Experts in the study region were consulted on best practices in water governance. Associated best practices were described as solutions to a class of related problems, as ways of improving institutional fit or policy processes. These observations were grouped into six different, but not mutually exclusive, meanings or dimensions of fit (Table 1). The quantitative indicators that were then derived for each of the fit measures drew on combinations of responses to 10-19 questions describing institutional capacity and level of challenging conditions.
These six dimensions of fit will be discussed in turn, but a few broad patterns should be noted. First, on average, basins in Europe had the highest fit scores (Table 2). Second, for some dimensions two regions could have fairly similar scores but be very different with respect to another dimension: for example, Europe and Eastern Europe/Central Asia had similar levels for basin management but diverged greatly in terms of participation.
The first notion of fit we considered was the match between capacities to manage water shortages and scarcity of water. Rising water demand and low availability was frequently identified as an important driver of interest in and implementation of best practices related to allocation.
Most experts focused on tools like pricing and modeling to optimally allocate water under conditions of scarcity. A few emphasized the importance of stakeholder consultation processes and user monitoring.
The quantitative measure for allocation fit was based on measures of water scarcity and capacity to manage water shortages (Table A1.2). The highest fits include the Cuareim (Uruguay), Elbe (Germany), and Tisza (Hungary; Fig. 1). The lowest fits were in the Bang Pakong (Thailand), Ganges-Brahmaputra (Nepal), and Amurdarya (Uzbekistan).
The Bang Pakong case is an interesting example in that the low level of fit has been recognized by the government and stakeholders, and efforts are underway to improve allocation fit:
The allocation system was a follow-up to two earlier studies ... this meant that a coordinating body was in place, data for modeling had been assembled, and that stakeholder consultation processes were in place ... the network is responsible for data collection and water use report. (Bang Pakong, Thailand)
A key objective of the Department of Water Resources, for instance, was to establish a permanent unit for water allocation in their regional office. This was a goal consistent with the department’s mandate, but not necessarily accepted by all other stakeholders.
Levels of water scarcity were high in the Thames and Okavango, but capacities to manage water shortages were much higher in the basin in the United Kingdom than in Namibia (Fig. A1.1), and this is reflected in fit scores (Fig. 1). Under the Water Resources Act of 1991 in the United Kingdom, for example, there are provisions for issuing drought orders and permits in times of shortage. It is also possible to amend or revoke abstraction licenses. Under the revisions made under the Water Act of 2003 conditional licenses for water abstraction and impoundment may be issued. These institutional instruments are likely to be useful for adapting to future climate.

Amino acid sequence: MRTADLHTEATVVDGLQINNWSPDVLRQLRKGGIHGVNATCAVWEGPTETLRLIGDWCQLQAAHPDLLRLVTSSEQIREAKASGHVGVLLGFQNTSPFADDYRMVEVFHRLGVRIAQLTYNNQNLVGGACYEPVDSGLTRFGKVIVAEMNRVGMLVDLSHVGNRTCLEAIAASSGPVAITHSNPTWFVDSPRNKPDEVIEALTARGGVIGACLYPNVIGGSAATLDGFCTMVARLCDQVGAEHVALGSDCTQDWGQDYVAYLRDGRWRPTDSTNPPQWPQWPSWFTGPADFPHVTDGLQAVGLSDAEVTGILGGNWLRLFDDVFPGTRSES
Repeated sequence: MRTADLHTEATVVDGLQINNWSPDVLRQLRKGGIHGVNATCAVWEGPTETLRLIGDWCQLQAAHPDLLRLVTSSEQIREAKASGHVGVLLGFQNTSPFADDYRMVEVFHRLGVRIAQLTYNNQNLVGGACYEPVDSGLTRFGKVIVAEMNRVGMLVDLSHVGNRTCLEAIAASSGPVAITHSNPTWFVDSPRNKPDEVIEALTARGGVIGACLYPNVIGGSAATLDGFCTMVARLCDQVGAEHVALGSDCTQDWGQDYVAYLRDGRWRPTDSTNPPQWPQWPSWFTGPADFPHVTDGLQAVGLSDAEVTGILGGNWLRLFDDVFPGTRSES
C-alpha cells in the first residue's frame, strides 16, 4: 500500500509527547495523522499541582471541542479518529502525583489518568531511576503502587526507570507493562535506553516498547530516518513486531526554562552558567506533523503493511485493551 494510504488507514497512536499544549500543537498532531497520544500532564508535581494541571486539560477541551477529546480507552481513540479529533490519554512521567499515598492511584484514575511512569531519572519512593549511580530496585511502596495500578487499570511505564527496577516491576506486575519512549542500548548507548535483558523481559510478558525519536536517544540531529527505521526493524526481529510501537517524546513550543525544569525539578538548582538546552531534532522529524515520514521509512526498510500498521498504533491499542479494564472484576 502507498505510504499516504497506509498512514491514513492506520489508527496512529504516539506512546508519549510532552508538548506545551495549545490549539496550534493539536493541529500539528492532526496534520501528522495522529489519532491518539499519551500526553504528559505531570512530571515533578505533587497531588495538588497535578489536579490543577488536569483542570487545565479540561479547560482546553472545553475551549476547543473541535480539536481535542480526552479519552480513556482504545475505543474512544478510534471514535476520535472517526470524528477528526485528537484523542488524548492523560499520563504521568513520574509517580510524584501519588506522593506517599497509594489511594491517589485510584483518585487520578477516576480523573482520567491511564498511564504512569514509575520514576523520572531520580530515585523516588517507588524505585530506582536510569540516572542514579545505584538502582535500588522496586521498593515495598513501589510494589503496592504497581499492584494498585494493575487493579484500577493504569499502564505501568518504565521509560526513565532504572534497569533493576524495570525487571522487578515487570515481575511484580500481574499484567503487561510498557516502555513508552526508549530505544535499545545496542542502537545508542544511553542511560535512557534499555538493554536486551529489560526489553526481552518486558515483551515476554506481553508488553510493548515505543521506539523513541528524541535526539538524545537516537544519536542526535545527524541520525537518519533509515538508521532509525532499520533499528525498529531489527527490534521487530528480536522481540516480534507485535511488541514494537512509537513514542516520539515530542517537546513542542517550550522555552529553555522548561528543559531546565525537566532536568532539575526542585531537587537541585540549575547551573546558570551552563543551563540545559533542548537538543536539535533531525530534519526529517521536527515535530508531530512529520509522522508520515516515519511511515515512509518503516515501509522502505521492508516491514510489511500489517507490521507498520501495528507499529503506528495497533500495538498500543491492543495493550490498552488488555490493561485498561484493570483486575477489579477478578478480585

Integration becomes increasingly important as the number and complexity of water uses increases. Integration, in turn, depends on capacities to coordinate among government agencies and with other nongovernment stakeholders. IWRM was seen by experts as an important approach to dealing with multiple, competing uses of land and water. Such issues arise more frequently when water is perceived to be seasonally scarce or where uses impact on benefits received by others. Best practices were usually articulated in form of principles and broad goals for planning and rarely as specific practices:
The strategy plan aims at improving people’s livelihoods significantly in sustainable manner by ensuring people’s rights over water and related resources, promoting socio-economic development for the benefit of all people while maintaining the ecological balance in the Kosi River Basin. (Nepal)
The quantitative measure for integration fit included indicators for capacities for IWRM as well as horizontal and vertical coordination more broadly. The conditions part of the index was largely a measure of socioeconomic development, the assumption being that this was an indicator of the complexity of water uses and users (Table A1.2).
Scores for integration fit were unrelated to those for allocation fit (Fig. 1). Some basins had relatively high allocation fit, but low integration fit (Cuareim), whereas others had the opposite pattern (Okavango).